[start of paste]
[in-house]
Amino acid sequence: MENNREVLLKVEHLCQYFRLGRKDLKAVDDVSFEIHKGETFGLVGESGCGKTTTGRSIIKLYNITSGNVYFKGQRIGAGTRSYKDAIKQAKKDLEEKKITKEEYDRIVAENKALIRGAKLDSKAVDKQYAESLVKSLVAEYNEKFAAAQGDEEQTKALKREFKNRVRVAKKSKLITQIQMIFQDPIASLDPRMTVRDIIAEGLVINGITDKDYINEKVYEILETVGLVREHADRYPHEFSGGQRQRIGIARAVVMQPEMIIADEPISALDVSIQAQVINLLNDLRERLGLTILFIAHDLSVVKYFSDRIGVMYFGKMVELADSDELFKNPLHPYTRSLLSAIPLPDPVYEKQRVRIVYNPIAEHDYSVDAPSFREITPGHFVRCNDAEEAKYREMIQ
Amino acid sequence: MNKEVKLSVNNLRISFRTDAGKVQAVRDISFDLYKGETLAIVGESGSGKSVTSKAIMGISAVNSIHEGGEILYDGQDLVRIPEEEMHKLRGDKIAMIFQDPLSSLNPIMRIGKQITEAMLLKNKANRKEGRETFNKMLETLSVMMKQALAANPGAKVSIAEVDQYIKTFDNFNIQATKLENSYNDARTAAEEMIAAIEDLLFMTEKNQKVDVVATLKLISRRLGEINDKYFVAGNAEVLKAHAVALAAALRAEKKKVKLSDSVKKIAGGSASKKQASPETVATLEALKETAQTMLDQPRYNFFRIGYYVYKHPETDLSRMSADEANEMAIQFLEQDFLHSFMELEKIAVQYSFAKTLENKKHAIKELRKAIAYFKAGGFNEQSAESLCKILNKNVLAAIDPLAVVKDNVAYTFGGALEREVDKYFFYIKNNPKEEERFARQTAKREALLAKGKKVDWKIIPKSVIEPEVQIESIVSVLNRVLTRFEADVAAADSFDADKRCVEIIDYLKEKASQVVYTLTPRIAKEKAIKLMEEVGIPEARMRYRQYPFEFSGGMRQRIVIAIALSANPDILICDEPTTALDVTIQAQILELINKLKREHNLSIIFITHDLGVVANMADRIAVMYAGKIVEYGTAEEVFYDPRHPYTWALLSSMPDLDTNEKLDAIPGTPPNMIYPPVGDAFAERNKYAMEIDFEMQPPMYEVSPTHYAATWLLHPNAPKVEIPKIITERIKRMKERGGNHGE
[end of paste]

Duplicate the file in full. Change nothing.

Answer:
[in-house]
Amino acid sequence: MENNREVLLKVEHLCQYFRLGRKDLKAVDDVSFEIHKGETFGLVGESGCGKTTTGRSIIKLYNITSGNVYFKGQRIGAGTRSYKDAIKQAKKDLEEKKITKEEYDRIVAENKALIRGAKLDSKAVDKQYAESLVKSLVAEYNEKFAAAQGDEEQTKALKREFKNRVRVAKKSKLITQIQMIFQDPIASLDPRMTVRDIIAEGLVINGITDKDYINEKVYEILETVGLVREHADRYPHEFSGGQRQRIGIARAVVMQPEMIIADEPISALDVSIQAQVINLLNDLRERLGLTILFIAHDLSVVKYFSDRIGVMYFGKMVELADSDELFKNPLHPYTRSLLSAIPLPDPVYEKQRVRIVYNPIAEHDYSVDAPSFREITPGHFVRCNDAEEAKYREMIQ
Amino acid sequence: MNKEVKLSVNNLRISFRTDAGKVQAVRDISFDLYKGETLAIVGESGSGKSVTSKAIMGISAVNSIHEGGEILYDGQDLVRIPEEEMHKLRGDKIAMIFQDPLSSLNPIMRIGKQITEAMLLKNKANRKEGRETFNKMLETLSVMMKQALAANPGAKVSIAEVDQYIKTFDNFNIQATKLENSYNDARTAAEEMIAAIEDLLFMTEKNQKVDVVATLKLISRRLGEINDKYFVAGNAEVLKAHAVALAAALRAEKKKVKLSDSVKKIAGGSASKKQASPETVATLEALKETAQTMLDQPRYNFFRIGYYVYKHPETDLSRMSADEANEMAIQFLEQDFLHSFMELEKIAVQYSFAKTLENKKHAIKELRKAIAYFKAGGFNEQSAESLCKILNKNVLAAIDPLAVVKDNVAYTFGGALEREVDKYFFYIKNNPKEEERFARQTAKREALLAKGKKVDWKIIPKSVIEPEVQIESIVSVLNRVLTRFEADVAAADSFDADKRCVEIIDYLKEKASQVVYTLTPRIAKEKAIKLMEEVGIPEARMRYRQYPFEFSGGMRQRIVIAIALSANPDILICDEPTTALDVTIQAQILELINKLKREHNLSIIFITHDLGVVANMADRIAVMYAGKIVEYGTAEEVFYDPRHPYTWALLSSMPDLDTNEKLDAIPGTPPNMIYPPVGDAFAERNKYAMEIDFEMQPPMYEVSPTHYAATWLLHPNAPKVEIPKIITERIKRMKERGGNHGE